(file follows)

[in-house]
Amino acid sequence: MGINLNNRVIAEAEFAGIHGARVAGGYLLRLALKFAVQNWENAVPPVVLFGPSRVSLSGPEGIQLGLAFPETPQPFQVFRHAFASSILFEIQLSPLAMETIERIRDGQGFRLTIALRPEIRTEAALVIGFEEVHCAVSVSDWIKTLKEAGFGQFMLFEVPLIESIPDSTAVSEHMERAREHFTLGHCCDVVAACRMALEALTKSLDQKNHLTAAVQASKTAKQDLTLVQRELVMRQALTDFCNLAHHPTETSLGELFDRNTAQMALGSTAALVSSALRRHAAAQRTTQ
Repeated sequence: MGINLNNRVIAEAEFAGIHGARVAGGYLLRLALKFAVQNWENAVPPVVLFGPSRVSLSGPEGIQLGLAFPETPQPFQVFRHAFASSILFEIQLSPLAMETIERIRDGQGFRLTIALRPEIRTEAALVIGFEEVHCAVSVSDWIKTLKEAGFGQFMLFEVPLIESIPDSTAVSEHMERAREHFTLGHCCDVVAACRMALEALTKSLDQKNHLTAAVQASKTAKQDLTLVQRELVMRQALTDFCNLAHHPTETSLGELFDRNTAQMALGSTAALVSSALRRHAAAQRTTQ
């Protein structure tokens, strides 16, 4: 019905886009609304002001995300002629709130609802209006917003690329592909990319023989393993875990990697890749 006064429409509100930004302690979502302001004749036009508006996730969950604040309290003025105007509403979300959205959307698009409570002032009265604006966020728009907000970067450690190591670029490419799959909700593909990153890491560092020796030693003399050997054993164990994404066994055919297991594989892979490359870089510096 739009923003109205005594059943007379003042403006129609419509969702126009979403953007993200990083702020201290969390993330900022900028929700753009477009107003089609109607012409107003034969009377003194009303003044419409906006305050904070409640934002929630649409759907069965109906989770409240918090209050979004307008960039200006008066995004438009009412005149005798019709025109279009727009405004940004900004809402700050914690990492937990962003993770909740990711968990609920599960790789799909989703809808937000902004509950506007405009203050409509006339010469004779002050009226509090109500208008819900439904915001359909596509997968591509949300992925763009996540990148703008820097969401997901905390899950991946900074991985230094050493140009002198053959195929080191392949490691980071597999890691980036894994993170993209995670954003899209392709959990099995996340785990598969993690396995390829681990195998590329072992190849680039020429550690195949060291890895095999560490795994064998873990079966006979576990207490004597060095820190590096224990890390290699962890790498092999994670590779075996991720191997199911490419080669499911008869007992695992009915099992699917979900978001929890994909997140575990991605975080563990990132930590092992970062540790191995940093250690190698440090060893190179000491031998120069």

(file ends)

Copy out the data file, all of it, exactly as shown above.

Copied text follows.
[in-house]
Amino acid sequence: MGINLNNRVIAEAEFAGIHGARVAGGYLLRLALKFAVQNWENAVPPVVLFGPSRVSLSGPEGIQLGLAFPETPQPFQVFRHAFASSILFEIQLSPLAMETIERIRDGQGFRLTIALRPEIRTEAALVIGFEEVHCAVSVSDWIKTLKEAGFGQFMLFEVPLIESIPDSTAVSEHMERAREHFTLGHCCDVVAACRMALEALTKSLDQKNHLTAAVQASKTAKQDLTLVQRELVMRQALTDFCNLAHHPTETSLGELFDRNTAQMALGSTAALVSSALRRHAAAQRTTQ
Repeated sequence: MGINLNNRVIAEAEFAGIHGARVAGGYLLRLALKFAVQNWENAVPPVVLFGPSRVSLSGPEGIQLGLAFPETPQPFQVFRHAFASSILFEIQLSPLAMETIERIRDGQGFRLTIALRPEIRTEAALVIGFEEVHCAVSVSDWIKTLKEAGFGQFMLFEVPLIESIPDSTAVSEHMERAREHFTLGHCCDVVAACRMALEALTKSLDQKNHLTAAVQASKTAKQDLTLVQRELVMRQALTDFCNLAHHPTETSLGELFDRNTAQMALGSTAALVSSALRRHAAAQRTTQ
């Protein structure tokens, strides 16, 4: 019905886009609304002001995300002629709130609802209006917003690329592909990319023989393993875990990697890749 006064429409509100930004302690979502302001004749036009508006996730969950604040309290003025105007509403979300959205959307698009409570002032009265604006966020728009907000970067450690190591670029490419799959909700593909990153890491560092020796030693003399050997054993164990994404066994055919297991594989892979490359870089510096 739009923003109205005594059943007379003042403006129609419509969702126009979403953007993200990083702020201290969390993330900022900028929700753009477009107003089609109607012409107003034969009377003194009303003044419409906006305050904070409640934002929630649409759907069965109906989770409240918090209050979004307008960039200006008066995004438009009412005149005798019709025109279009727009405004940004900004809402700050914690990492937990962003993770909740990711968990609920599960790789799909989703809808937000902004509950506007405009203050409509006339010469004779002050009226509090109500208008819900439904915001359909596509997968591509949300992925763009996540990148703008820097969401997901905390899950991946900074991985230094050493140009002198053959195929080191392949490691980071597999890691980036894994993170993209995670954003899209392709959990099995996340785990598969993690396995390829681990195998590329072992190849680039020429550690195949060291890895095999560490795994064998873990079966006979576990207490004597060095820190590096224990890390290699962890790498092999994670590779075996991720191997199911490419080669499911008869007992695992009915099992699917979900978001929890994909997140575990991605975080563990990132930590092992970062540790191995940093250690190698440090060893190179000491031998120069």